Anousheh: Just to give you a little bit of background. Even though my career was in telecommunications, one of my greatest passions since I was a little girl was to fly to space. And when I came to the United States, there were difficulties that I was facing because I was an immigrant, didn’t have citizenship. So I couldn’t become an astronaut, but I never gave up on that dream. And I told myself, and I believed, that one day I would be able to fulfill that dream. And my career in electrical engineering and being an entrepreneur is what ultimately helped me realize that dream. And it was a wonderful thing to be able to realize it while I had just celebrated my 40th birthday. It was a great sense of accomplishment and an experience that has changed my life and will be with me forever. It’s given me a new perspective on life. And it helps me every day. For me, one of the things I do ‑‑ when you were talking about balancing your personal life and doing things you love ‑‑ when I’m very stressed out and I can’t get out and I need to do something, I just close my eyes and try to remember what it was like to be in space and to float around. And that sort of brings back all of those good sensations and good memories, and it helps me to get through the day.
Lucy: Well I know, for one, I’ll be watching you, probably in your next company, doing something with space.
Anousheh: I hope so too, because it’s one of those things that when you do it once, it’s sort of like an addiction. You want to be able to fly again, and I hope that I’ll get a chance to fly again to space someday. And I’ll let you know. Maybe the next company.
Lucy: Maybe then they could take a 53 year old woman with her.
Anousheh: There’s no age limit. As long as you’re young at heart, you can fly to space.
Lucy: That would be so cool. Well Anousheh, you’ve really achieved a lot in your career. What’s next for you? We know space travel is next. Anything else?
Anousheh: There’s a lot of things happening in my life. Of course, our company is in the very early stages and growing very rapidly, so that takes up a lot of my time. But I have also a personal passion for space and making sure that the space industry ‑ or the private side of the space industry ‑ grows and provides opportunity for people like myself who love to fly to space to do it. That’s why I’m involved with the X PRIZE Foundation and creating opportunities to expand the whole private sector in the space industry. Also, global education is something that is important for me. Because I believe that our future is going to be built by our young generation. And being able to give them the best opportunity to gain all the knowledge they need, and to be able to use their imagination, and be able to maintain that imaginative mind they have when they’re four or five years old and carry that imagination throughout their life. And be able to use the knowledge they gain from their environment and create something better ‑ something new and a world that’s really peaceful and safe. That’s something that I dream of, and I’m trying to do my part in making sure that environment is available to our young generation.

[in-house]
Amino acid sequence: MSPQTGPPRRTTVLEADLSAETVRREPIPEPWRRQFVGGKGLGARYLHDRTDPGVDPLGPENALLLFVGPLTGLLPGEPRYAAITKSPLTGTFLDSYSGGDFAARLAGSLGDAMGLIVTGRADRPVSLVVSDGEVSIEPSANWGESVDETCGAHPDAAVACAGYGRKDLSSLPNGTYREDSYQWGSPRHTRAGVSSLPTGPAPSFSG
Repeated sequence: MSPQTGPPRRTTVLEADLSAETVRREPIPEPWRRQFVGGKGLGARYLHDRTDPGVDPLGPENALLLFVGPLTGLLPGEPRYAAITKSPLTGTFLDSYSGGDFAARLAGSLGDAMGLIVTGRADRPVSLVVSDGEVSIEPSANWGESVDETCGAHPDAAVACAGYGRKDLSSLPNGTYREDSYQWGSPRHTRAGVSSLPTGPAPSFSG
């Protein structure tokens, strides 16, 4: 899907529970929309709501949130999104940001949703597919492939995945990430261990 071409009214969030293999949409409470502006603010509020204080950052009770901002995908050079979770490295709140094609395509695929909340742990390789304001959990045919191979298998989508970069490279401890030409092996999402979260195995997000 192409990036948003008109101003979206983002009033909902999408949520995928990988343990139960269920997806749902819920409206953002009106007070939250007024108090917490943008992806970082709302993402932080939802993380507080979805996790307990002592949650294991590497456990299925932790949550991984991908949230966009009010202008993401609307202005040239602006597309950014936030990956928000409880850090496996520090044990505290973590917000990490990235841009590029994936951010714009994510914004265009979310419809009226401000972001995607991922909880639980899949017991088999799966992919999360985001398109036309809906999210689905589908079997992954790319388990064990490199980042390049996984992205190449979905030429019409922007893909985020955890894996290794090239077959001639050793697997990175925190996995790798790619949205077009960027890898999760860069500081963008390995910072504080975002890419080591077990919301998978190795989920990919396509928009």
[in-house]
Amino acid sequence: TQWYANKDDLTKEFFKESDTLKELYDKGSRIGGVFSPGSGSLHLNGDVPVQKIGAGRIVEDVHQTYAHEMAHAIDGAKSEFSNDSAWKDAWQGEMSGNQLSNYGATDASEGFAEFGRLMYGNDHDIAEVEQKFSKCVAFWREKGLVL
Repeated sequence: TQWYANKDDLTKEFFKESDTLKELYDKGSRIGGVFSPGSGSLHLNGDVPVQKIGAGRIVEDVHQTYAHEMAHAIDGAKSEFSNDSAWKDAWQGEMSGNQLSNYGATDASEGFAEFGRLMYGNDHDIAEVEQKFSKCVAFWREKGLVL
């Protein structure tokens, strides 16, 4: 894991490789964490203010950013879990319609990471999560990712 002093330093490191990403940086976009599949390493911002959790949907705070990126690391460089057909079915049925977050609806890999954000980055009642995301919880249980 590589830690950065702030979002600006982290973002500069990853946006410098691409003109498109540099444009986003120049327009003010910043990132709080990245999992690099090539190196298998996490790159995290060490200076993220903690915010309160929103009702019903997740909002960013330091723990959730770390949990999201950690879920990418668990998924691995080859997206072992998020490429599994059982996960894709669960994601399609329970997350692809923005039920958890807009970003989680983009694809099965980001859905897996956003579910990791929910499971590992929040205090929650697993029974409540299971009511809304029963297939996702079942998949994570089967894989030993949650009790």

Larry: Anousheh, I would like to just personally thank you, and I’m sure this is from all of us. The inspiration that came along with not only you being the first female private space explorer, but the idea of what you had to all go through behind it. From not understanding English, and working in a new country, and really exploring your passions between math and IT. And it’s just been a great story that we will continue to carry that flag for. You’re super.
Anousheh: Thank you. It was a pleasure to talk to you guys today.
Larry: By the way, you listeners out there, first of all, this will be on the NCWIT.org website. That’s www.ncwit.org. And of course, we’ll also have it on our blog and our podcast at w3w3.com, where you can download it 24/7. And Lee and Lucy and Larry ‑ the three Ls ‑ we want to thank you so much, Anousheh, for joining us today.
Anousheh: Thank you. Larry: Thank you so much. Lucy: Thank you. Bye bye. Larry: See you soon.